Lasers and the treatment of periodontitis: the essence and the noise

Periodontol 2000. 2017 Oct;75(1):205-295. doi: 10.1111/prd.12137.


The dental literature contains 25 years of accumulated reports and clinical studies addressing the utility of lasers in the treatment of periodontitis, both as a monotherapy or as an adjunct to surgical and nonsurgical therapy. Yet, the evidence from the 118 human clinical studies cited in this narrative review remains conflicted and insufficient to suggest that integration of a laser in a periodontal treatment protocol will provide antimicrobial and healing outcomes superior to those achieved by traditional therapy. When viewed as a collective body of evidence, it becomes apparent that a majority of the studies are underpowered and exhibit significant heterogeneity in design. Furthermore, the collected studies report a varied choice of parameters, even within the same wavelength of laser. There is little uniformity between studies in the reporting of measured clinical parameters. Most studies reported 3- and/or 6-month post-treatment results; however, the range of time intervals includes studies reporting results from 1 week to up to 1-12 months or longer. Lastly, many studies were considered at risk for bias as a result of a lack of examiner masking and/or calibration. There is great need for well-designed, highly controlled multicenter clinical trials that are adequately powered in terms of subject enrollment, that use similar protocols in terms of laser parameters and that report measureable outcomes in a uniform manner. Without such studies, the questions surrounding the use of lasers in the treatment of periodontal disease will persist.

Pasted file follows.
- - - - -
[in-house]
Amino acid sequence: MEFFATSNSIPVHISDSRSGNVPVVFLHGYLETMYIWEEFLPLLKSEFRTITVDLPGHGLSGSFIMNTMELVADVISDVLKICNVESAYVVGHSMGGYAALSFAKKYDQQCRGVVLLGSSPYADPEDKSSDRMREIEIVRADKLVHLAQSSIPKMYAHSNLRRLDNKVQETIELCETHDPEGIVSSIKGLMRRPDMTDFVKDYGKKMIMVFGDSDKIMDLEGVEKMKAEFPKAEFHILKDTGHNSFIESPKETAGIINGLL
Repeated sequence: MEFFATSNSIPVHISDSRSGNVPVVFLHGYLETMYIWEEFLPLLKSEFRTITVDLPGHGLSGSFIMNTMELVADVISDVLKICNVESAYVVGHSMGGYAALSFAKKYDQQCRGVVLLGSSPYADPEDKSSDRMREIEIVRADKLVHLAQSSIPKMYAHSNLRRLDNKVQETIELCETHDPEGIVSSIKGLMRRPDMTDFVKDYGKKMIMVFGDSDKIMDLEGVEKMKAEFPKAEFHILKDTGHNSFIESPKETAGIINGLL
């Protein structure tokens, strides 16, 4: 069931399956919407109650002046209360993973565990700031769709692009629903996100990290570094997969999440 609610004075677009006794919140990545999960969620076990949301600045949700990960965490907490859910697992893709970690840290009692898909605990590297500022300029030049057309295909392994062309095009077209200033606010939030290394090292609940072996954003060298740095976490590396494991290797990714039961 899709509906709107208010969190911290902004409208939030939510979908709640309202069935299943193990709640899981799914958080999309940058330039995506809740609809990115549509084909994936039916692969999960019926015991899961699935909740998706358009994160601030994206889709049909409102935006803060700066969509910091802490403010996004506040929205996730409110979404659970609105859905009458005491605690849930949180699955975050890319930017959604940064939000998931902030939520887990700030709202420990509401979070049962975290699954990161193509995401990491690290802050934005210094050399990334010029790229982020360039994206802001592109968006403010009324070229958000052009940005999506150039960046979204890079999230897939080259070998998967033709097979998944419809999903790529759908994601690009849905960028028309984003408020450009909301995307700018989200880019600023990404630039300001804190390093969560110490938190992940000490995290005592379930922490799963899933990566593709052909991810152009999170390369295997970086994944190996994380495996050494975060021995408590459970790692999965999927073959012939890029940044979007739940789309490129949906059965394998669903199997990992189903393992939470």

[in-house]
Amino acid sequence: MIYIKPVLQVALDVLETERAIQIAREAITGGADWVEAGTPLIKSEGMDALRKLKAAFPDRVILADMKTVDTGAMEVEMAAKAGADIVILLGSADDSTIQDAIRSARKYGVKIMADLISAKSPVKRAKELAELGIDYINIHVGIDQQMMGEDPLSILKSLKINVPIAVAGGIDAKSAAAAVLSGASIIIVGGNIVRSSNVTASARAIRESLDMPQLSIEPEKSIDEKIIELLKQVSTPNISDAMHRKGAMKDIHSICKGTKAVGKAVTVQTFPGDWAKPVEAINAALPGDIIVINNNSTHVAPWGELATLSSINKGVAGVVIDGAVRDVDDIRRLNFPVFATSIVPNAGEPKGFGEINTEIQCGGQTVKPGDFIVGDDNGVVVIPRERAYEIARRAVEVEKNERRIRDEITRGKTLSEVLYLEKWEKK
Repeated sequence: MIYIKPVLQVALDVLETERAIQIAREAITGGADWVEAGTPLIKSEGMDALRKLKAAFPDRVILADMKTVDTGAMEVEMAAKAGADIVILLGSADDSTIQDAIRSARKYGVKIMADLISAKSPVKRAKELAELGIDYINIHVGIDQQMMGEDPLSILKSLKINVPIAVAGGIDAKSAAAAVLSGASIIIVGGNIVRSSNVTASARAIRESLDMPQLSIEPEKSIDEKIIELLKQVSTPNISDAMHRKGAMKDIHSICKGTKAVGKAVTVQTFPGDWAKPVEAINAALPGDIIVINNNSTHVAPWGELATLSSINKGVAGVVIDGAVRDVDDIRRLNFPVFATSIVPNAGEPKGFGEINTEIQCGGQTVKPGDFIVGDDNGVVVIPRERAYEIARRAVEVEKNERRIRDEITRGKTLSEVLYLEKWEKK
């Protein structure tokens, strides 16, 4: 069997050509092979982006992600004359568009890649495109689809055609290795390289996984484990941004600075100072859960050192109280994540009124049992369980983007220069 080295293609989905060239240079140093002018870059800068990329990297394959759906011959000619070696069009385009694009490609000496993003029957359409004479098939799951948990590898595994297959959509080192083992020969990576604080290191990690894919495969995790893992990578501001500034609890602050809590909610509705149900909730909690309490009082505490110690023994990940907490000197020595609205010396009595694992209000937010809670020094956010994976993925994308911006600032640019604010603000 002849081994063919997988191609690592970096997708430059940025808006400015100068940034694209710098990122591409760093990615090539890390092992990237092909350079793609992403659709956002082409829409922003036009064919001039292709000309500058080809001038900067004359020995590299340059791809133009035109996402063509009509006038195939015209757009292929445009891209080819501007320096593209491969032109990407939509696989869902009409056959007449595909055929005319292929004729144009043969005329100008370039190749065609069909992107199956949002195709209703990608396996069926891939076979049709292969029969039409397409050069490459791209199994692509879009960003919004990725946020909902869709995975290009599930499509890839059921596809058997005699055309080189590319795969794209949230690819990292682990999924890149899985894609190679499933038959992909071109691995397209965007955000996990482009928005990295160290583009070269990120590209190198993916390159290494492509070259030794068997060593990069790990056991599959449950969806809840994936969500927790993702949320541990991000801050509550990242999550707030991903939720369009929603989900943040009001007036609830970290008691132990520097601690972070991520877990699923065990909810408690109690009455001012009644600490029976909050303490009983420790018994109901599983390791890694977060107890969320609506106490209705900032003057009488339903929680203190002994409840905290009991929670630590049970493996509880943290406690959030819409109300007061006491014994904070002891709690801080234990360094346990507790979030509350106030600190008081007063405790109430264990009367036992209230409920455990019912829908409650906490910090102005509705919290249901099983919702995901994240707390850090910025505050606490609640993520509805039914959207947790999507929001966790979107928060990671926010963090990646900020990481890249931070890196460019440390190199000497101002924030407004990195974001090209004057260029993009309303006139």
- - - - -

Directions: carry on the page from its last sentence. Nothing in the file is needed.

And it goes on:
Publication types

  • Review

MeSH terms

  • Humans
  • Laser Therapy / methods*
  • Periodontics / instrumentation*
  • Periodontitis / therapy*